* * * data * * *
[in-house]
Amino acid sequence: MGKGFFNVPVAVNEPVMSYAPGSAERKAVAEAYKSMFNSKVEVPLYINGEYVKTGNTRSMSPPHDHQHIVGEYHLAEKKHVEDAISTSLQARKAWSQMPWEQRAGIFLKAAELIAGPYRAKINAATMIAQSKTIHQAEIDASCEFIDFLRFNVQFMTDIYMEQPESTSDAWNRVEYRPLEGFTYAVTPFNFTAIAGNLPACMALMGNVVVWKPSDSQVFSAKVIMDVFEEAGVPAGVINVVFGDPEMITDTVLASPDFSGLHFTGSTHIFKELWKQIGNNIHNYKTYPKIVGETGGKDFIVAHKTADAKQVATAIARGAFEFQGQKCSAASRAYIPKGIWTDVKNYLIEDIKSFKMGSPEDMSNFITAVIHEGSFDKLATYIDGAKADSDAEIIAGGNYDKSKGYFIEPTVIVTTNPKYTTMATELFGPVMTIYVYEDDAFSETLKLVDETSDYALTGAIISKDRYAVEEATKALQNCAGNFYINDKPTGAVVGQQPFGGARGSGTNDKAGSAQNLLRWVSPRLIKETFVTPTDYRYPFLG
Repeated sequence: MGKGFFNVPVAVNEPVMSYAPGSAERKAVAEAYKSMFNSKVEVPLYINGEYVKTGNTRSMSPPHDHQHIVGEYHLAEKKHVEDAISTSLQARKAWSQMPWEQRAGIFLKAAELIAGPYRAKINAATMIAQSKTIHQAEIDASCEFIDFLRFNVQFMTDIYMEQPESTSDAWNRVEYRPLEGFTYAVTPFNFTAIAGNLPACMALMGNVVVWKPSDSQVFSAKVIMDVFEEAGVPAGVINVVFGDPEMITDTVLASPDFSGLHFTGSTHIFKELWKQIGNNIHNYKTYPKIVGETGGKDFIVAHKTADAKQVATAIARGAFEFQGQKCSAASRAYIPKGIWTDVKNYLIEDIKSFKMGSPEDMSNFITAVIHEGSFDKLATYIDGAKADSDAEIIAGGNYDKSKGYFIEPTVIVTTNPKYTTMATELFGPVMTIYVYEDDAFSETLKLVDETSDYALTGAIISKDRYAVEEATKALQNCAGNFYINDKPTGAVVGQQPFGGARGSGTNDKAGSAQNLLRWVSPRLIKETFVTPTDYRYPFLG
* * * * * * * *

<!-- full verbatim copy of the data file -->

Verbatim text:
[in-house]
Amino acid sequence: MGKGFFNVPVAVNEPVMSYAPGSAERKAVAEAYKSMFNSKVEVPLYINGEYVKTGNTRSMSPPHDHQHIVGEYHLAEKKHVEDAISTSLQARKAWSQMPWEQRAGIFLKAAELIAGPYRAKINAATMIAQSKTIHQAEIDASCEFIDFLRFNVQFMTDIYMEQPESTSDAWNRVEYRPLEGFTYAVTPFNFTAIAGNLPACMALMGNVVVWKPSDSQVFSAKVIMDVFEEAGVPAGVINVVFGDPEMITDTVLASPDFSGLHFTGSTHIFKELWKQIGNNIHNYKTYPKIVGETGGKDFIVAHKTADAKQVATAIARGAFEFQGQKCSAASRAYIPKGIWTDVKNYLIEDIKSFKMGSPEDMSNFITAVIHEGSFDKLATYIDGAKADSDAEIIAGGNYDKSKGYFIEPTVIVTTNPKYTTMATELFGPVMTIYVYEDDAFSETLKLVDETSDYALTGAIISKDRYAVEEATKALQNCAGNFYINDKPTGAVVGQQPFGGARGSGTNDKAGSAQNLLRWVSPRLIKETFVTPTDYRYPFLG
Repeated sequence: MGKGFFNVPVAVNEPVMSYAPGSAERKAVAEAYKSMFNSKVEVPLYINGEYVKTGNTRSMSPPHDHQHIVGEYHLAEKKHVEDAISTSLQARKAWSQMPWEQRAGIFLKAAELIAGPYRAKINAATMIAQSKTIHQAEIDASCEFIDFLRFNVQFMTDIYMEQPESTSDAWNRVEYRPLEGFTYAVTPFNFTAIAGNLPACMALMGNVVVWKPSDSQVFSAKVIMDVFEEAGVPAGVINVVFGDPEMITDTVLASPDFSGLHFTGSTHIFKELWKQIGNNIHNYKTYPKIVGETGGKDFIVAHKTADAKQVATAIARGAFEFQGQKCSAASRAYIPKGIWTDVKNYLIEDIKSFKMGSPEDMSNFITAVIHEGSFDKLATYIDGAKADSDAEIIAGGNYDKSKGYFIEPTVIVTTNPKYTTMATELFGPVMTIYVYEDDAFSETLKLVDETSDYALTGAIISKDRYAVEEATKALQNCAGNFYINDKPTGAVVGQQPFGGARGSGTNDKAGSAQNLLRWVSPRLIKETFVTPTDYRYPFLG